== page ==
Gundersen's lawyer: A 'witch hunt'
ARCATA -- The attorney representing Blue Lake Police Chief David Gundersen said the prosecution of his client amounts to a “witch hunt” and questioned the timing and nature of one of the most recent charges -- which carries a possible life sentence.
”It's a very serious thing to lay out charges that could incarcerate a person the rest of their life,” Attorney Russell Clanton said Thursday. “It's our view the district attorney is trying to develop the case as they go along.”
Gundersen, 53, faces four additional charges on top of 12 counts of spousal rape while “using an intoxication an anesthetic substance,” and three charges allegedly committed while in jail.
Among the new charges, filed in an amended criminal complaint Wednesday, include kidnapping a second victim to commit rape, selling, offering for sale, possessing or transporting a machine gun, possessing a firearm silencer and acting unlawfully with department records in violation of the California Vehicle Code.
District Attorney Paul Gallegos said the second alleged victim came forward on Monday. The charge stems from a March 7,1999, incident in Humboldt County and carries a possible life sentence.
”It's not unusual for victims to come out when they know of an defendant that has offended in the past,” Gallegos said. “I think many people would be afraid to come forward -- they would think they would not be believed over the chief of police.”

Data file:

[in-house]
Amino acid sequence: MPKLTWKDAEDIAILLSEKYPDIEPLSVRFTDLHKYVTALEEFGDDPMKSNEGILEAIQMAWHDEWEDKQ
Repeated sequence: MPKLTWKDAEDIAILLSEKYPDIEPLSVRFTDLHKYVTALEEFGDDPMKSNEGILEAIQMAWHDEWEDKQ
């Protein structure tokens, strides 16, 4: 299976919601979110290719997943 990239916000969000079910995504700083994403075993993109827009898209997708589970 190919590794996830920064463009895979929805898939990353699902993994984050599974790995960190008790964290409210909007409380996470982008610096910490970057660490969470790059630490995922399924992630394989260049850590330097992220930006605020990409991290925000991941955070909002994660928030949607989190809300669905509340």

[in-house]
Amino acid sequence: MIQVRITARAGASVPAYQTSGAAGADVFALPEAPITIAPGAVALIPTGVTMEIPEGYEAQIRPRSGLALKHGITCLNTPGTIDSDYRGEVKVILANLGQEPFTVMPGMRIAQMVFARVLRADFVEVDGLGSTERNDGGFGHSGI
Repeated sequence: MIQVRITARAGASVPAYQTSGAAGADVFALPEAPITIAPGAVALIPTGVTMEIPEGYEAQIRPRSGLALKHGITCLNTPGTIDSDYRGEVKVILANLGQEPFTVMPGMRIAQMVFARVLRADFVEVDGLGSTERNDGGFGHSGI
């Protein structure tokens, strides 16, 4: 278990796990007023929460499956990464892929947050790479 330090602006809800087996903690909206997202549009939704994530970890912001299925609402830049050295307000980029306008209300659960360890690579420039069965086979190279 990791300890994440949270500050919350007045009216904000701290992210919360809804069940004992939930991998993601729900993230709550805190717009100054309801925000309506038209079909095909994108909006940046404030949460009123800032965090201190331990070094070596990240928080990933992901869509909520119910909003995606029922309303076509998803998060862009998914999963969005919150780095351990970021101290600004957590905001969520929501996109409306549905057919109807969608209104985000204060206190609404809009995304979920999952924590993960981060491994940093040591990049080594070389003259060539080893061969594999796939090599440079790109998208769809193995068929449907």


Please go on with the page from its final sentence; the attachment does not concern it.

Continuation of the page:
Clanton said this matter was reported nearly 10 years ago to the Eureka Police Department, and resulted in “no action whatsoever.”
”The timing and nature of the allegation, given what we know about the history of that particular complaint, is extremely troubling,” Clanton said.
Clanton didn't want to comment on the recently added weapons charges because he hasn't received all supporting evidence from the DA's office. He did say police departments have the right and need to possess a wide variety weapons.
Clanton said he believes the charges are rooted in an ongoing custody battle between Gundersen and his ex-wife, who is an employee with the Humboldt County Sheriff's Office.
While Clanton said he still holds that opinion, it appears there are people in the law enforcement community “with an ax to grind.” He also said evidence to support the latest charges are trickling in from the DA's office, putting the defense at a disadvantage.
Gallegos said “everyone will hear what the facts are and they'll be tested in court, as opposed to someone saying something.”
Gundersen was arrested Feb. 8 at the McKinleyville Sheriff's Office substation and the first 15 charges were filed Feb. 14. His wife, who is on administrative leave, is a sergeant with the now-inoperable Blue Lake Police Department, which had a police chief, sergeant and two officers.
Gundersen has pleaded not guilty to all charges and remains at the Humboldt County Correctional Facility on $500,000 bail. He is scheduled for a bail hearing this afternoon and has a preliminary hearing scheduled Monday.
His wife, one of the alleged victims, has been labeled a hostile witness by the DA's office and has been ordered by Superior Court Judge John Feeney to return to court Monday.
Gallegos said the DA's office will try the case in court. “If we don't have sufficient evidence, he will be acquitted,” he said.
Regardless of profession, everyone is subject to the same laws, he said.
”The chief, just like everyone, is entitled to a presumption of innocence until found guilty. Until then, we can't comment.”